“Jack, I have something to tell you,” Dr. Santosh Gupta, my endocrinologist, said to me and my mom as we sat in the exam room. “I’m retiring and starting a foundation to help children with diabetes in northern India.” In this bittersweet moment, little did I know I would find my passion.A year later, when Dr. Gupta visited the states, we met up for lunch. Up to this point, I had been writing letters to a girl named Surbhi, who lives in northern India and has type one diabetes like me. Dr. Gupta had asked me to write to Surbhi, as she had a fear of hypoglycemia like me but had no support network, an all-too-typical situation for so many children in resource-poor communities worldwide.“There have to be more children out there like Surbhi,” I said to Dr. Gupta. An idea then popped into my head. “What if we did online support groups, on Skype, with your patients in India?” I asked Dr. Gupta. An idea was born: Penpals United.To this day, Penpals United serves over 250 children in India, Rwanda, Uganda and Mexico. Our mentors come from all over: the United States, England, India, and Mexico. Beyond offering their...
College Diabetes Network’s mission, in a sense, is to ease the difficulties of going to college with diabetes. Granted, there are many challenges - Isolation, discrimination, and stigma chief among them. We do this by providing tangible resources and support, but I think the most important part of what we do is encouraging young adults to advocate for themselves – to find the points of isolation, discrimination, and stigma, and stand up for themselves in the face of them – battle them at their source.Fortunately for me, and most of the population served by College Diabetes Network, these are the hardest battles we will have to face in life with diabetes. For these battles, advocacy is the best weapon we have. But this Valentine’s Day, I encourage our readers to take a moment and step outside of their personal experience with diabetes, and expand their view.The worst discrimination against diabetics in this world is not in having to fight for your right to reschedule a test because of a low blood sugar, but in healthcare systems that fail to provide even the supplies necessary, let alone the education and peripheral support, for a diabetic to live. Yes,...
Thanks to Katharine Gordon, Director of the Legal Advocate Program at the American Diabetes Association, for answering some of our students most pressing questions about their legal rights in the workforce.How can I showcase all of my diabetes-related research, fundraising, and club memberships on my resume without giving away the fact that I have diabetes?This is a good question. If you do not want to reveal that you have diabetes, one strategy is to make sure you also highlight activities not related to diabetes. In this way, people considering you for a position or program will focus on your strong record of service with your community rather than a diagnosis.But sometimes it’s not a problem to reveal that you have diabetes, depending on the situation. For example, if you are applying for a research internship in a diabetes lab, it might make sense to disclose it. You could explain that you have a deep interest in that particular research due to your own experience with diabetes.It is always good practice to thoroughly research all prospective employers. Knowing as much as possible about the position and the organization before even applying will give you a sense as to how best to tailor...
I was sitting in the library, flipping through my Instagram feed, when I realized it was #ThrowbackThursday. As an Instagram fiend, I immediately started pondering over the picture I would dig up from the past and post on this fine Thursday morning in November. The solution came to me quite quickly: not only was it #tbt, but November 14, 2013 was also World Diabetes Day…how convenient! I would post a picture that not only worked for #tbt, but could also show my support of diabetes awareness! Now, what picture to choose….As I flipped through the photos on my phone and on my Facebook, searching for the perfect diabetes image, I smiled at all of the people I recognized in the pictures. I stumbled upon a picture of my field hockey team at the 2010 Walk to Cure Diabetes, which my family and I had participated in since we moved to Mass in ‘96. They had painted my initials in a red heart on their cheeks, and one of my friends was even wearing a shirt she made that read “I love DP” on the front. I saw a picture of my coach, bundled up in layers of sweatshirts and coats...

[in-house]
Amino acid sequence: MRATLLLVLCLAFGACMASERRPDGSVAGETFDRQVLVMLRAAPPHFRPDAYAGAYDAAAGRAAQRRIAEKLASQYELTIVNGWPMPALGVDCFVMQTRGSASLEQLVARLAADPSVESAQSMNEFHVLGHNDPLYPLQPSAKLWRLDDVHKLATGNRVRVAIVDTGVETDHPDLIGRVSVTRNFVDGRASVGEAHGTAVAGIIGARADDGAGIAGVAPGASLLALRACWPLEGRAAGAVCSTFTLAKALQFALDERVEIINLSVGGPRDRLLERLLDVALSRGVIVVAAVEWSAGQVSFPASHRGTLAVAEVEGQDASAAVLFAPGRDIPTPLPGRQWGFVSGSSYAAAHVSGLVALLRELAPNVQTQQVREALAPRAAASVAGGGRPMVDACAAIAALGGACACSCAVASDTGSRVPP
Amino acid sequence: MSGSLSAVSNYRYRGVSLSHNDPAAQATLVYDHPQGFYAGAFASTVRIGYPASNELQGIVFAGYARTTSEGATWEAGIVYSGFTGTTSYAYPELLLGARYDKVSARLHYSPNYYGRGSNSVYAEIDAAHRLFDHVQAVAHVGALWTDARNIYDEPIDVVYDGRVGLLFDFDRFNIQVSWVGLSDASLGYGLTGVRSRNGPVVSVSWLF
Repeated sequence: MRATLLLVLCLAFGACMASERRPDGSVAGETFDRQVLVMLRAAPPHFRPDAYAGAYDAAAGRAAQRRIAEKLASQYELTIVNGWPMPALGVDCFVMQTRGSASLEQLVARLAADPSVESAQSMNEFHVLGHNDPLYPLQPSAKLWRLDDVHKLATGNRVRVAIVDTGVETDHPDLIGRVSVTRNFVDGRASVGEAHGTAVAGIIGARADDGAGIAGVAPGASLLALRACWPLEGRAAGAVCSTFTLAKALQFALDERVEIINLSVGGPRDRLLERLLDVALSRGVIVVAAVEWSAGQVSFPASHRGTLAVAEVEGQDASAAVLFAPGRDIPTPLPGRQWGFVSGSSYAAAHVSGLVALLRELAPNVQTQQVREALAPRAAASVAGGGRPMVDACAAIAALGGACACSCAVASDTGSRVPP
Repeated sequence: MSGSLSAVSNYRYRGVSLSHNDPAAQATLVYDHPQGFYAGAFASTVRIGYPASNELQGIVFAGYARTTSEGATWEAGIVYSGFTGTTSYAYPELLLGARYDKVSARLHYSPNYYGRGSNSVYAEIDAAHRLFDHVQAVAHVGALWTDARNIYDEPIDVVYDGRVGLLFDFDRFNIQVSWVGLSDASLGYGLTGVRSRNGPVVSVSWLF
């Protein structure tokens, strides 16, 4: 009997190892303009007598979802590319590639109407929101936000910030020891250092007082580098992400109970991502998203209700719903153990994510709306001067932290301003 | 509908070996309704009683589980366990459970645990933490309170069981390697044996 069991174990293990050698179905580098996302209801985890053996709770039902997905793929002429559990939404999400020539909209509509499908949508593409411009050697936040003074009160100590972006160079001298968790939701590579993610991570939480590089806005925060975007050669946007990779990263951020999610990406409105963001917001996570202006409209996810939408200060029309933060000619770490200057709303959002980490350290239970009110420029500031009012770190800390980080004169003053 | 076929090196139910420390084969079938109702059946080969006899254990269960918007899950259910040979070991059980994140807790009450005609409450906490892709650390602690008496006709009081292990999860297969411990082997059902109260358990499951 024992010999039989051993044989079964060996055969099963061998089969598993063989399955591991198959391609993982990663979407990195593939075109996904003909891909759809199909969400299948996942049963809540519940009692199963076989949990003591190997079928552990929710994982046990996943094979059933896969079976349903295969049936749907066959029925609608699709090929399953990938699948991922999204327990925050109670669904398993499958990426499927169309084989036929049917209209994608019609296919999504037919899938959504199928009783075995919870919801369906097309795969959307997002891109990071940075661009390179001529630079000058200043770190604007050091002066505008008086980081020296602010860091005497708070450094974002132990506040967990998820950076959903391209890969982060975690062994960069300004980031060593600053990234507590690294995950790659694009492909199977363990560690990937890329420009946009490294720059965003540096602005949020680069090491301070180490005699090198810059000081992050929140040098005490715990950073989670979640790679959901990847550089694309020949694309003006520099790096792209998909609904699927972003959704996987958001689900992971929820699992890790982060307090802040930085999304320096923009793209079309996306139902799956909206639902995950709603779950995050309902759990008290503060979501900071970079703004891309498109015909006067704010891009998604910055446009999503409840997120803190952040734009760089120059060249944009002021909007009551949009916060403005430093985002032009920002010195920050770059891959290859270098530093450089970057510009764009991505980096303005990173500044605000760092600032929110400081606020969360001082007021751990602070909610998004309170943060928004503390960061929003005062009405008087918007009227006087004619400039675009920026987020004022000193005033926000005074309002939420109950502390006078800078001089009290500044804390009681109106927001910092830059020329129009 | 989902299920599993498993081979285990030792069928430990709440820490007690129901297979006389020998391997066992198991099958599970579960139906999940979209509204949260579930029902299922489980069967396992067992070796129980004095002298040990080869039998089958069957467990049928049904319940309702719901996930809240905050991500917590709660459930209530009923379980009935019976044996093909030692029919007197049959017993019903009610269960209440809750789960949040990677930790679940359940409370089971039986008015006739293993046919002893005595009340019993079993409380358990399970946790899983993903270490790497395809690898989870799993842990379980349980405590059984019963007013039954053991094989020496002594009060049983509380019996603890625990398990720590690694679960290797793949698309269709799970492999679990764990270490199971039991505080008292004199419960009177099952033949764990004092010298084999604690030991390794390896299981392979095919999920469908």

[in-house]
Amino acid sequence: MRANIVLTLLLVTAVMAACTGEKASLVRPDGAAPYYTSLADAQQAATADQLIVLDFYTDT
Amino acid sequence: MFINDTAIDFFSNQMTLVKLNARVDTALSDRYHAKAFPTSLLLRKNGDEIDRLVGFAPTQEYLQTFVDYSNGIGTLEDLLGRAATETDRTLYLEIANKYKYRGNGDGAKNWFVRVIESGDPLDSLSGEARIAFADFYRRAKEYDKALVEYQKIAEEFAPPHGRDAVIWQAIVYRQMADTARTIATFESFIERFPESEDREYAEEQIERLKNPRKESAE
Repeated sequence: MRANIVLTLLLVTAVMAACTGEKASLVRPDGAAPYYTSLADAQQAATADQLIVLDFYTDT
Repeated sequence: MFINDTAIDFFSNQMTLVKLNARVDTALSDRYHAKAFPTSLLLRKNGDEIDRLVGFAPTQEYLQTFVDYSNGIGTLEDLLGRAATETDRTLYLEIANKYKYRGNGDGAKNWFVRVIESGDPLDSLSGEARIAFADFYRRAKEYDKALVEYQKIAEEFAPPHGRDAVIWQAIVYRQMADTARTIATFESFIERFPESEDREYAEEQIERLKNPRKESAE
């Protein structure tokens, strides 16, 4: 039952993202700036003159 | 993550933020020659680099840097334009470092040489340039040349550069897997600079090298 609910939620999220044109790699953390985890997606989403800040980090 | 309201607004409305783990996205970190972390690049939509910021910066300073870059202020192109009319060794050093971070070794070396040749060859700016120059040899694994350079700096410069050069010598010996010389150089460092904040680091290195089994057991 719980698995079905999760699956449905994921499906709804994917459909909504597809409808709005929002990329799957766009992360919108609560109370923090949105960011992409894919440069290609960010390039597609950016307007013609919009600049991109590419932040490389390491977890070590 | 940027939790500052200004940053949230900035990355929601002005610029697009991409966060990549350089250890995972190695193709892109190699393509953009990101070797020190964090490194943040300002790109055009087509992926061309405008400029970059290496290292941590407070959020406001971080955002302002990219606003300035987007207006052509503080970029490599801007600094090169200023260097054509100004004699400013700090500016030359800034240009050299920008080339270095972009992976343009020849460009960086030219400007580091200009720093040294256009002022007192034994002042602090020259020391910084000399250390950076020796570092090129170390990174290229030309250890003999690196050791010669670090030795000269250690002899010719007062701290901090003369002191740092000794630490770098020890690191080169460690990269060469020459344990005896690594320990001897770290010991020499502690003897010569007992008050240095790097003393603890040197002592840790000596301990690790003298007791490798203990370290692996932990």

Are you a young adult between the ages of 18 and 24?  Are you living on your own, or spending a lot of time away from the ever-watchful eyes of your parents, at a college or university?  Are you aware of some of the health risks and precautions you are prone to at this time in your life?  You probably spent some time in your high school wellness classes discussing important health and safety practices for people your age…thankfully, this blog is not about any of those topics.Equally important but not quite as uncomfortable as those Sex Ed classes, StripSafely is an attention-grabbing campaign advocating for test strip accuracy as it relates to diabetes management (whew!).  Did you know that the test strips you use every day when you check your blood sugar can be skewed from your actual BG by a whole 20%, sometimes more?   This means a reading of 200 mg/dl could range anywhere from 160-240 mg/dl—that makes quite a difference when you’re giving a correction!  Imagine basing a correction off of a reading of 400 mg/dl—a 20 % margin of error in both directions means you could actually be anywhere from 320-480 mg/dl!  That’s a HUGE difference...

Pages

Hear Our Story

Connect With CDN

Find out how to support CDN.

Receive our e-newsletter.

Have a question?

The College Diabetes Network (CDN) is a 501c3 non-profit organization whose mission is to provide innovative peer based programs which connect and empower students and young professionals to thrive with diabetes.

Find out more about our current Corporate Members, or learn how to become one.